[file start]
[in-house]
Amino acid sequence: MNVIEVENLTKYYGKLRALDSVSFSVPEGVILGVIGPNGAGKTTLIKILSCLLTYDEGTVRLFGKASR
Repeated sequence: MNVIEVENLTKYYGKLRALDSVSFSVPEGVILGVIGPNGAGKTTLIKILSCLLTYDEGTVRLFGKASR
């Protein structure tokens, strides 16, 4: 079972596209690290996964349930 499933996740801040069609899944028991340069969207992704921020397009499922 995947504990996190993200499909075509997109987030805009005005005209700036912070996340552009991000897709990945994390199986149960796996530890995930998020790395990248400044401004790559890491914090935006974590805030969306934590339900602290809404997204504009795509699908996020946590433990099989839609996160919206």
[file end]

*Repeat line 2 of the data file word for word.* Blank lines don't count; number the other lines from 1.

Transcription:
Amino acid sequence: MNVIEVENLTKYYGKLRALDSVSFSVPEGVILGVIGPNGAGKTTLIKILSCLLTYDEGTVRLFGKASR